Doug and I were on Mead’s left. Carl was on his right. Stan was leaning against the handrail at the back of elevator. I saw Stan looking down at the back of Mead’s equipment belt with a strange look on his face. Then he looked up at me and pointed at the leather case that held Mead’s handcuffs. Still looking at me, he patted the handrail behind him a few times. He pointed quickly at me, put his hand over his mouth, and bulged his cheeks like a man throwing up.

I knew immediately what he meant. It was a crazy plan. If it had been Officer Wilkerson taking us down to the lobby instead of Mead, we’d never have tried it.

I suddenly sagged against Mead while making a gagging sound. I mumbled, “Oh god . . . I’m gonna puke!”

Mead grabbed my shoulders and pushed me away, holding me at arms' length — a natural reflex for anyone about to get a face full of vomit. I heard Stan unsnap the case on Mead’s belt and yank out the handcuffs. Carl saw what was happening and he wrapped both arms around Mead's right arm, gripping it with all his strength. As he did so, Stan snapped the handcuffs onto the handrail.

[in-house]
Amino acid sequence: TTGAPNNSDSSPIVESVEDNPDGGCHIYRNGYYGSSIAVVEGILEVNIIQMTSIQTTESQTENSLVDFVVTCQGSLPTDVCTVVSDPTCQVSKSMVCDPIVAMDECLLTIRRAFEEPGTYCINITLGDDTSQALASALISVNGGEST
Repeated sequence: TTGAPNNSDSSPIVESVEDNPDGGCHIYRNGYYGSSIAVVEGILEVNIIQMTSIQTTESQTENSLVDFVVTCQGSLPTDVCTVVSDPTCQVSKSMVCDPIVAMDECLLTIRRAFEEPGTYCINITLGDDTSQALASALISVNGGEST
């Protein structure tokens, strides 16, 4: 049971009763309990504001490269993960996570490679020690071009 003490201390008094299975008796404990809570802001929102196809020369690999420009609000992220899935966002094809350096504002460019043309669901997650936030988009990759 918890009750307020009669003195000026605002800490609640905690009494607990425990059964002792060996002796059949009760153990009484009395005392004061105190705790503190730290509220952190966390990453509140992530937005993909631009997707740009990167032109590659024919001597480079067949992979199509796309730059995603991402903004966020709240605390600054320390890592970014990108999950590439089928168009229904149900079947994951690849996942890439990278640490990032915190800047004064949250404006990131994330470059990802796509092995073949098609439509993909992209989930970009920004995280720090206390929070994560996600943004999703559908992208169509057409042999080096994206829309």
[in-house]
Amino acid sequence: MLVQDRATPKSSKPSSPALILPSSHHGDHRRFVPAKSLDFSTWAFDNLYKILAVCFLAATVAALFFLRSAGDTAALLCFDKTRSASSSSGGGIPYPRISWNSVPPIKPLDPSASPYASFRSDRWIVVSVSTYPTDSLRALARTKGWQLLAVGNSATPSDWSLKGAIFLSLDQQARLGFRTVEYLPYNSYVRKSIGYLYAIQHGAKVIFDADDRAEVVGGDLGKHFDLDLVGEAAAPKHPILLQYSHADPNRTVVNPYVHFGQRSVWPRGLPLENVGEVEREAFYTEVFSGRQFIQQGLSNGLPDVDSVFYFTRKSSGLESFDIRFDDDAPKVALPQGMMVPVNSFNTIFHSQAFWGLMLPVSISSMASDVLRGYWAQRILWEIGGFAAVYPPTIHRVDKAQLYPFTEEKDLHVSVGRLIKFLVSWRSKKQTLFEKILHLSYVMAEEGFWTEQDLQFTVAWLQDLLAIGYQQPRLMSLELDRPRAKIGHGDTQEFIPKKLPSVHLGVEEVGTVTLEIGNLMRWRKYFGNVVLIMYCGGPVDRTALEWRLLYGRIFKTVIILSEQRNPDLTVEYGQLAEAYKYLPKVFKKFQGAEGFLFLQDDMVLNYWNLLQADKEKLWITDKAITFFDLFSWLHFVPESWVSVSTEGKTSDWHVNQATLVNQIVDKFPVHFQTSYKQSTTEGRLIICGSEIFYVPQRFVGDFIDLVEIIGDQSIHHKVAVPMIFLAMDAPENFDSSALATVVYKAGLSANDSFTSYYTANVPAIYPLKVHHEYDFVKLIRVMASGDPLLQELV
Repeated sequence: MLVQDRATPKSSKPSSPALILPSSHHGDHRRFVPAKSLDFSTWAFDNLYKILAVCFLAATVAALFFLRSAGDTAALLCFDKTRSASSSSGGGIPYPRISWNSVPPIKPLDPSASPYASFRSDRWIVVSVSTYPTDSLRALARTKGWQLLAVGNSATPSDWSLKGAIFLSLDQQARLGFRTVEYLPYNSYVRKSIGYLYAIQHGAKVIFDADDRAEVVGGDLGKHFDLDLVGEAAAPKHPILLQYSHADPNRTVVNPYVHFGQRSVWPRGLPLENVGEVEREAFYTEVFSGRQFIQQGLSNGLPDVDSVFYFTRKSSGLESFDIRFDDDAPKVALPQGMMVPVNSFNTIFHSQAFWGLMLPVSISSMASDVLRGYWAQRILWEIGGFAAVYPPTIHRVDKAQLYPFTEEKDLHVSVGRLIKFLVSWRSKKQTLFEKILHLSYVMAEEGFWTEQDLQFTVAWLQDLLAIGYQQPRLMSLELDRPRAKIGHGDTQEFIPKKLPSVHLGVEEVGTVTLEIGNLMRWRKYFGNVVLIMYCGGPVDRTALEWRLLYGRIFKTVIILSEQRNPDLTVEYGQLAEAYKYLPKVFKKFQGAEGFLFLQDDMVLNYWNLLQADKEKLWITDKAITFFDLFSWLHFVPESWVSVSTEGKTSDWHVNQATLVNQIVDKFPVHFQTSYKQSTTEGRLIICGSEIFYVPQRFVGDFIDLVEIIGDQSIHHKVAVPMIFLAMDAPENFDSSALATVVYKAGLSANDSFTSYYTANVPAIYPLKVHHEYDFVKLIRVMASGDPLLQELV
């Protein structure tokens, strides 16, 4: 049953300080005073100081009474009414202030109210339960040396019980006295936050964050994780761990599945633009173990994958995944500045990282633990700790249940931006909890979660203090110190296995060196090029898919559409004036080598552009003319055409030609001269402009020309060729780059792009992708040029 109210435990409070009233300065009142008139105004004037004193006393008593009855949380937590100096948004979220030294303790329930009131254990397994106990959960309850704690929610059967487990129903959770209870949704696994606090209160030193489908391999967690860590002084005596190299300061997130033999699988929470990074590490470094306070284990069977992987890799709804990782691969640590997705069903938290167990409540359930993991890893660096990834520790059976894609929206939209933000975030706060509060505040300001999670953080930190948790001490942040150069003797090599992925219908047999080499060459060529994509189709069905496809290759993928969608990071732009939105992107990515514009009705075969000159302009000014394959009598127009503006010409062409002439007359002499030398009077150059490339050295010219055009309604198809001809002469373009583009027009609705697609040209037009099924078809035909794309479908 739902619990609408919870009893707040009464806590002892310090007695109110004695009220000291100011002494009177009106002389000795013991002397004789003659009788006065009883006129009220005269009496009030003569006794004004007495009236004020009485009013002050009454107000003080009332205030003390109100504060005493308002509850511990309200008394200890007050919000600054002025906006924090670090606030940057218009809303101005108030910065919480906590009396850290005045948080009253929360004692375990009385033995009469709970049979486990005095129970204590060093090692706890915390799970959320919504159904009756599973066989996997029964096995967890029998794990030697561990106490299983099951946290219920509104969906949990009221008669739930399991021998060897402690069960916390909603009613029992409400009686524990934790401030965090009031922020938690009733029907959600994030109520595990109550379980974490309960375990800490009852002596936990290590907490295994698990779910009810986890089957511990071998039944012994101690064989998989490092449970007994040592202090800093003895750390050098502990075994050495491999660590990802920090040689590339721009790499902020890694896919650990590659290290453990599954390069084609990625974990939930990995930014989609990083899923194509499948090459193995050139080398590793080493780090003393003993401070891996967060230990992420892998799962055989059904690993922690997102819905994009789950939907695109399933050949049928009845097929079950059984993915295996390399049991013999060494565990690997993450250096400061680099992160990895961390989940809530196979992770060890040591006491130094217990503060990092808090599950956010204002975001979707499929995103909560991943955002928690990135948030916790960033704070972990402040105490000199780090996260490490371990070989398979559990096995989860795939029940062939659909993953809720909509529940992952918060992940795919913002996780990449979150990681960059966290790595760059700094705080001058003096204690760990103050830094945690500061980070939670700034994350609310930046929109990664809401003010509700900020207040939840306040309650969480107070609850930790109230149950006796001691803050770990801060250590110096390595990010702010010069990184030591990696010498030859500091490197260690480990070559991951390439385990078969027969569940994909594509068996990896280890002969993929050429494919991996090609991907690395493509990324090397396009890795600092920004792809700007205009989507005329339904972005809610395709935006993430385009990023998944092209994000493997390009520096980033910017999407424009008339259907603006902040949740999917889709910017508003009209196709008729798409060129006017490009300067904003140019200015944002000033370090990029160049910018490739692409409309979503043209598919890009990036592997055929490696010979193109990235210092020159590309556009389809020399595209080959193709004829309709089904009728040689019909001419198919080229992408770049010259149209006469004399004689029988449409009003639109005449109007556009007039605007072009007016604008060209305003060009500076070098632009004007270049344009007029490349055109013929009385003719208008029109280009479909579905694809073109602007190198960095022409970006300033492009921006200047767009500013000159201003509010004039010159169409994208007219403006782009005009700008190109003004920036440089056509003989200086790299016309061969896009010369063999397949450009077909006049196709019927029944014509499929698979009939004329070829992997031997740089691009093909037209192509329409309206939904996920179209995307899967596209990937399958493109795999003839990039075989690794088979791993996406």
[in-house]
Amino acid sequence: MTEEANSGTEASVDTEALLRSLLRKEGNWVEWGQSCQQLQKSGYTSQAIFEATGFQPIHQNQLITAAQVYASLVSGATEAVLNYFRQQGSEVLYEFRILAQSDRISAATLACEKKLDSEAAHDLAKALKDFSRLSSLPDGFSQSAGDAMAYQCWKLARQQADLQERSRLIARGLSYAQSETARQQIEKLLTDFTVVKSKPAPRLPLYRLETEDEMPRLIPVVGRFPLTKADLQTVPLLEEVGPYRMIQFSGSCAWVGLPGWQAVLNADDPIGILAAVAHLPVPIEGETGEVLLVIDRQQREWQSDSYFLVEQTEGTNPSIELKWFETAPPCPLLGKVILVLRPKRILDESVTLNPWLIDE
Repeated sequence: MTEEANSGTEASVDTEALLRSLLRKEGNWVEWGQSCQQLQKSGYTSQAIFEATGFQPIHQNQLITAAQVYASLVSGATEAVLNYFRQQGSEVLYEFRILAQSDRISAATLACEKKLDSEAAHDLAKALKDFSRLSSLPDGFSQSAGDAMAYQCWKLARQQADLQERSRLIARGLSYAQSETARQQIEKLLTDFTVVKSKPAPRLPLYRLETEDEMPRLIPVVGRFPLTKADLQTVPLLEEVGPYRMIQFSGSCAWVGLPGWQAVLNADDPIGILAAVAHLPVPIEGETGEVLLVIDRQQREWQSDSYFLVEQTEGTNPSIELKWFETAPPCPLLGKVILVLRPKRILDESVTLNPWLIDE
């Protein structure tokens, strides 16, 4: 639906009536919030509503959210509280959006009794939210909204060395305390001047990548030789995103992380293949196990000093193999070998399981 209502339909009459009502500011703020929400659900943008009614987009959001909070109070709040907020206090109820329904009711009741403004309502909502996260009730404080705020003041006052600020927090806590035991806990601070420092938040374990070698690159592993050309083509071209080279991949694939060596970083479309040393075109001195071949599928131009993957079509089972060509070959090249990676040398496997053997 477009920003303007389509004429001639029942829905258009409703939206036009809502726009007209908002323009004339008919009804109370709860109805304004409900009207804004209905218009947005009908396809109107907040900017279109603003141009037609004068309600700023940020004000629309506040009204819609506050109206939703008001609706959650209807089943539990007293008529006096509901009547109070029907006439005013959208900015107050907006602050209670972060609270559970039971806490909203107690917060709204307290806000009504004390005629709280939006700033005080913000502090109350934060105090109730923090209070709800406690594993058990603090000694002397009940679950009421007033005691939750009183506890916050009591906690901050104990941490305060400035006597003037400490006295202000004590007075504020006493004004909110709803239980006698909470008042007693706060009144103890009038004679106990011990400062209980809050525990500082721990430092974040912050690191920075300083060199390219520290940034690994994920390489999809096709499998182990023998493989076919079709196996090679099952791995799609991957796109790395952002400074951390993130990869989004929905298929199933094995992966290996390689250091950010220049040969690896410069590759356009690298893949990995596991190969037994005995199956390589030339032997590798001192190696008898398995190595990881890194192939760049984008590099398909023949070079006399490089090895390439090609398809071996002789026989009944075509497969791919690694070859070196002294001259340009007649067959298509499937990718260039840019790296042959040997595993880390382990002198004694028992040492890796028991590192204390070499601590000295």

I stumbled backward into the left wall of the elevator and watched Doug wrapped Mead's left wrist in both hands and grunt with exertion as he twisted it behind the policeman. Stan grabbed Mead's forearm and pulled with Doug until he was able to slap the free end of the cuffs onto Mead’s left wrist.

Elapsed time since the elevator started moving: sixteen seconds.

Carl lunged across the elevator and stabbed the button for the second floor. We all held our breath until we felt the elevator slow and stop just above the crowded lobby.